Popular Searches

How to Get Started with Redux for JavaScript State Management

Redux logo

Redux is a state management tool, built specifically for client-side JavaScript applications that depend heavily on complex data and external APIs, and provides great developer tools that make it easy to work with your data.

What Does Redux Do?

Simply put, Redux is a centralized data store. All of your application data is stored in one large object. The Redux Devtools make this easy to visualize:

A visualized Redux data store

This state is immutable, which is a strange concept at first, but makes sense for a few reasons. If you want to modify the state, you have to send out an action, which basically takes a few arguments, forms a payload, and sends it over to Redux. Redux passes the current state to a reducer function, which modifies the existing state and returns a new state that replaces the current one and triggers a reload of the affected components. For example, you might have a reducer to add a new item to a list, or remove or edit one that already exists.

Doing it this way means you’ll never get any undefined behavior with your app-modifying state at will. Also, because there’s a record of each action, and what it changed, it enables time-travel debugging, where you can scroll your application state back to debug what happens with each action (much like a git history).

A record of each action

Redux can be used with any frontend framework, but it’s commonly used with React, and that’s what we’ll focus on here. Under the hood, Redux uses React’s Context API, which works similarly to Redux and is good for simple apps if you want to forego Redux altogether. However, Redux’s Devtools are fantastic when working with complex data, and it’s actually more optimized to prevent unnecessary rerenders.

If you’re using TypeScript, things are a lot more complicated to get Redux strictly typed. You’ll want to follow this guide instead, which uses typesafe-actions to handle the actions and reducers in a type-friendly manner.

Structuring Your Project

First, you’ll want to lay out your folder structure. This is up to you and your team’s styling preferences, but there are basically two main patterns most Redux projects use. The first is simply splitting each type of file (action, reducer, middleware, side-effect) into its own folder, like so:


This isn’t the best though, as you’ll often need both an action and reducer file for each feature you add. It’s better to merge the actions and reducers folders, and split them up by feature. This way, each action and corresponding reducer are in the same file. You


This cleans up the imports, as now you can import both the actions and reducers in the same statement using:

import { todosActions, todosReducer } from 'store/features/todos'

It’s up to you whether you want to keep Redux code in its own folder (/store in the above examples), or integrate it into your app’s root src folder. If you’re already separating code per component, and are writing a lot of custom actions and reducers for each component, you might want to merge the /features/ and /components/ folders, and store JSX components alongside reducer code.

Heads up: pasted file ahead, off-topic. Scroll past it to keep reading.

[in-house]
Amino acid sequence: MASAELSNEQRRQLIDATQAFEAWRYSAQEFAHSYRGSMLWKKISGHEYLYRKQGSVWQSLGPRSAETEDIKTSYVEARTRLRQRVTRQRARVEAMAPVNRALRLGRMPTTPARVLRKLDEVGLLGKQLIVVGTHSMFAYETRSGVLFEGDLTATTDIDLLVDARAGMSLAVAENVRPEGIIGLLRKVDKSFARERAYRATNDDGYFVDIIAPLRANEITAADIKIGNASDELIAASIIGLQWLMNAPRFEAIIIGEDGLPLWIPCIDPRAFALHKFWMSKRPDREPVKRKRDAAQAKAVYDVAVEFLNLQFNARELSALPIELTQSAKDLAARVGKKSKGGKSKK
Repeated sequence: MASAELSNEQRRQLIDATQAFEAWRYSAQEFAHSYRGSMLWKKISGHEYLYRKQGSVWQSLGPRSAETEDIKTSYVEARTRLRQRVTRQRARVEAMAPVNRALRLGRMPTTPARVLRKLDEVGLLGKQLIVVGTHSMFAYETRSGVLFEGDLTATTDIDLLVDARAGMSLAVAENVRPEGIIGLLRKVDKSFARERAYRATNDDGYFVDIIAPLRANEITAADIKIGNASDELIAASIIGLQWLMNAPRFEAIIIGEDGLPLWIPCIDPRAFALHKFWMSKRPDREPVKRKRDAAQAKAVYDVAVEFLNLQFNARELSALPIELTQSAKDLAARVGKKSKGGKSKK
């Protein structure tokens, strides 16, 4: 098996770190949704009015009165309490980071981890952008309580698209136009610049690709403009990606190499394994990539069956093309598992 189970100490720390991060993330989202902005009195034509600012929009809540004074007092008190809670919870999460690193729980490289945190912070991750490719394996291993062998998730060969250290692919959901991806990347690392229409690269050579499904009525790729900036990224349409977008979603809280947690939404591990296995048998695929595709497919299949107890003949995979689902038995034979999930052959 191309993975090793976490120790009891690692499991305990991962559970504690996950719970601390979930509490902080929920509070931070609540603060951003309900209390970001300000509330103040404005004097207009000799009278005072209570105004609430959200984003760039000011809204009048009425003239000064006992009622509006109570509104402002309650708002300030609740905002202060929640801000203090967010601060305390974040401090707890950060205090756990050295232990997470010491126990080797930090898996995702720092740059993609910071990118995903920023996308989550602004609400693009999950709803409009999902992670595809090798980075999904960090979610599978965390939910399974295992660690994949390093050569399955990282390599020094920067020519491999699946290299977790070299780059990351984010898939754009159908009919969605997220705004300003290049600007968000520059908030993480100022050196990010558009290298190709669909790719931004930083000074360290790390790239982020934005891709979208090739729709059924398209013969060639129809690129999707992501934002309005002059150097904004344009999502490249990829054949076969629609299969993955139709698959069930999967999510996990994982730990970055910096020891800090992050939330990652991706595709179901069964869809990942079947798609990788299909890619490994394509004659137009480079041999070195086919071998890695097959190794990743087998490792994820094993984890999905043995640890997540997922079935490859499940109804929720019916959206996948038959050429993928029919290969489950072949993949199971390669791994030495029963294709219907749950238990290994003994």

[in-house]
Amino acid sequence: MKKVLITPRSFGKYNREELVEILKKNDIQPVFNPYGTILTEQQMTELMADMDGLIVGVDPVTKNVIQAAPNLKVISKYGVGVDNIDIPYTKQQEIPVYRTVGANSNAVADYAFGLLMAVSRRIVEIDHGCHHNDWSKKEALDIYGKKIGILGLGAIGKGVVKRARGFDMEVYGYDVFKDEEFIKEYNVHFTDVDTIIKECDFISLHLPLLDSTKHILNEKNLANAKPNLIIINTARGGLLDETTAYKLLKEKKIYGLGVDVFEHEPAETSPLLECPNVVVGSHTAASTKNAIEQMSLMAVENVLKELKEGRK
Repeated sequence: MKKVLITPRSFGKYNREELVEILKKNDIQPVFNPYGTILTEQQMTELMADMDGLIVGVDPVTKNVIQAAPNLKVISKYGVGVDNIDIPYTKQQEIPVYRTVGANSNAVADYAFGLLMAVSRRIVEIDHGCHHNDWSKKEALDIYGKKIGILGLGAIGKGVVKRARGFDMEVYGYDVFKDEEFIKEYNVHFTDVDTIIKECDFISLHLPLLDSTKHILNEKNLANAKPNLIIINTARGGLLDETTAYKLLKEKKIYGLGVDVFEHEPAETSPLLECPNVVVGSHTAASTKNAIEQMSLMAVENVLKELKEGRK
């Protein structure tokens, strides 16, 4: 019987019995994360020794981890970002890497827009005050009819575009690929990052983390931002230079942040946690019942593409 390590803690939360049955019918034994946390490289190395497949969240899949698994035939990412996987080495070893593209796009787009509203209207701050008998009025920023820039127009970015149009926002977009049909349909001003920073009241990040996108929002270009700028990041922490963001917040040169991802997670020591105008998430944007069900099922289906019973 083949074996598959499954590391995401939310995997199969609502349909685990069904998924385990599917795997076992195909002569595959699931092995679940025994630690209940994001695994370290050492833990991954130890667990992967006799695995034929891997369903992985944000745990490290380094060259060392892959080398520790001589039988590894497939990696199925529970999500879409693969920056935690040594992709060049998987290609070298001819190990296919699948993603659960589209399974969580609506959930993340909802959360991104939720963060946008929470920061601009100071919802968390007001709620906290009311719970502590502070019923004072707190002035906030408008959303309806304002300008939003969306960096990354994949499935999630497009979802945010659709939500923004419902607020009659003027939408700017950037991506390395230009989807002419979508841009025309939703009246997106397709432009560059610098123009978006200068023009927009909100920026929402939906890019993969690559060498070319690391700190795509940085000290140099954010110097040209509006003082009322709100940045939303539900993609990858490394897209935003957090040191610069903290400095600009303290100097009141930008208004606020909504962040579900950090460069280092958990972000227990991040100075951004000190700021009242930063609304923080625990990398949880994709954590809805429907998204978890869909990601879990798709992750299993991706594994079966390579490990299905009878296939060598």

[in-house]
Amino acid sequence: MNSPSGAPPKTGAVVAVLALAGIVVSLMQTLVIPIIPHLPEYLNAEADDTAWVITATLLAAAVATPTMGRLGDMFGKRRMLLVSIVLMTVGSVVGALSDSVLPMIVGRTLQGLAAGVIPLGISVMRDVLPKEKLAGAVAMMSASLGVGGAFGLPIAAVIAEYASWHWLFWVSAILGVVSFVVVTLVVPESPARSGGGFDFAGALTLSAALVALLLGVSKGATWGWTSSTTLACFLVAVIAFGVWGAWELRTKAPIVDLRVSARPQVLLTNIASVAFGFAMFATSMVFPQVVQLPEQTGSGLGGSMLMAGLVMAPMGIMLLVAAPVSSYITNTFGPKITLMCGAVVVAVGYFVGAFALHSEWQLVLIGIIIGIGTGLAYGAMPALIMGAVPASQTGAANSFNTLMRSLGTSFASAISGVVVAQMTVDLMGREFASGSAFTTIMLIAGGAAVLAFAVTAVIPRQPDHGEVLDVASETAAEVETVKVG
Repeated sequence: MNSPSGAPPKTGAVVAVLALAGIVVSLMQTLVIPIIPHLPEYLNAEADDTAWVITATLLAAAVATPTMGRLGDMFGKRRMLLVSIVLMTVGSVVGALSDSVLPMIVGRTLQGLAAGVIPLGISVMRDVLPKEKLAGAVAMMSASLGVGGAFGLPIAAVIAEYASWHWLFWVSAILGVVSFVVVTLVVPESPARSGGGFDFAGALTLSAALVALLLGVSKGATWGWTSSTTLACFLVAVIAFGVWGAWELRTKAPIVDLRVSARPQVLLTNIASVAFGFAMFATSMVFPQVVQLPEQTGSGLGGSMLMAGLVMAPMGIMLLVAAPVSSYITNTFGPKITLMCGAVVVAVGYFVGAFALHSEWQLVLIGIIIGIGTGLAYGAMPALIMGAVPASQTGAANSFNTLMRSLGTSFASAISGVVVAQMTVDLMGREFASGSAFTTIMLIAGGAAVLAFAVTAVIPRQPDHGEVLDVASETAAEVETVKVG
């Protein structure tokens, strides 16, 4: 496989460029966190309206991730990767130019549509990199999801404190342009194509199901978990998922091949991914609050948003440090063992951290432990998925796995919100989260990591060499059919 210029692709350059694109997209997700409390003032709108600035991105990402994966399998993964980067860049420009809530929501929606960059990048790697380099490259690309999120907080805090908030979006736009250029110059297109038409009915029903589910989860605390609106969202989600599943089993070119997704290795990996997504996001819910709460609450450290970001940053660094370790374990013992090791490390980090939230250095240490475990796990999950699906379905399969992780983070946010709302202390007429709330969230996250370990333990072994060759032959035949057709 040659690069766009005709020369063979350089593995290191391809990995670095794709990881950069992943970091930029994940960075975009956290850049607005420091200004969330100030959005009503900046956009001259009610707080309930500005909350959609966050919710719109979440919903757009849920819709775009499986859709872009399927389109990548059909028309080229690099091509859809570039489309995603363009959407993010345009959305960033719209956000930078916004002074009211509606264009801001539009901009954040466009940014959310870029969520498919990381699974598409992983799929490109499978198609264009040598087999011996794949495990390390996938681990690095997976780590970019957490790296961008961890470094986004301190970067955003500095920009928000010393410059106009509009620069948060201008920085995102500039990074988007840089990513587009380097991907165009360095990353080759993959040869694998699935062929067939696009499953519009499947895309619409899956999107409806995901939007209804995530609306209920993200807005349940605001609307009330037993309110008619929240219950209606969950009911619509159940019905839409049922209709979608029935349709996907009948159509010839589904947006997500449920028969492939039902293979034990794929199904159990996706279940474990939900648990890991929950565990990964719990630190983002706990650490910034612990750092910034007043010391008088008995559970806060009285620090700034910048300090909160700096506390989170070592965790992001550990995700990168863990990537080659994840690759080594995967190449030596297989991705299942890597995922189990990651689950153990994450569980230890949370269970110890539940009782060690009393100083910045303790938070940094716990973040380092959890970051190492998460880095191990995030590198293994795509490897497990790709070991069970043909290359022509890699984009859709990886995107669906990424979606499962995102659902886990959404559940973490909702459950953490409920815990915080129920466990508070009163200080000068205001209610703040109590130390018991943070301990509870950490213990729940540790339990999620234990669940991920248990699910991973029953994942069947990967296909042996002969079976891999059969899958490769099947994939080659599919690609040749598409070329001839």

If you’re using Redux with TypeScript, you can add an additional file in each feature folder to define your types.

Installing and Configuring Redux

Install Redux and React-Redux from NPM:

npm install redux react-redux

You’ll also probably want redux-devtools:

npm install --save-dev redux-devtools

The first thing you’ll want to create is your store. Save this as /store/index.js

import { createStore } from 'redux'
import rootReducer from './root-reducer'

const store = createStore(rootReducer)

export default store;

Of course, your store will get more complicated than this as you add things like side-effect addons, middleware, and other utilities like connected-react-router, but this is all that’s required for now. This file takes the root reducer, and calls createStore() using it, which is exported for the app to use.

Next up, we’ll create a simple to-do list feature. You’ll probably want to start by defining the actions this feature requires, and the arguments that are passed to them. Create a /features/todos/ folder, and save the following as types.js:

export const ADD = 'ADD_TODO'
export const DELETE = 'DELETE_TODO'
export const EDIT = 'EDIT_TODO'

This defines a few string constants for the action names. Regardless of the data you’re passing around, each action will have a type property, which is a unique string that identifies the action.

You aren’t required to have a type file like this, as you can just type out the string name of the action, but it’s better for interoperability to do it this way. For example, you could have todos.ADD and reminders.ADD in the same app, which saves you the hassle of typing _TODO or _REMINDER every time you reference an action for that feature.

Next, save the following as /store/features/todos/actions.js:

import * as types from './types.js'

export const addTodo = text => ({ type: types.ADD, text })
export const deleteTodo = id => ({ type: types.DELETE, id })
export const editTodo = (id, text) => ({ type: types.EDIT, id, text })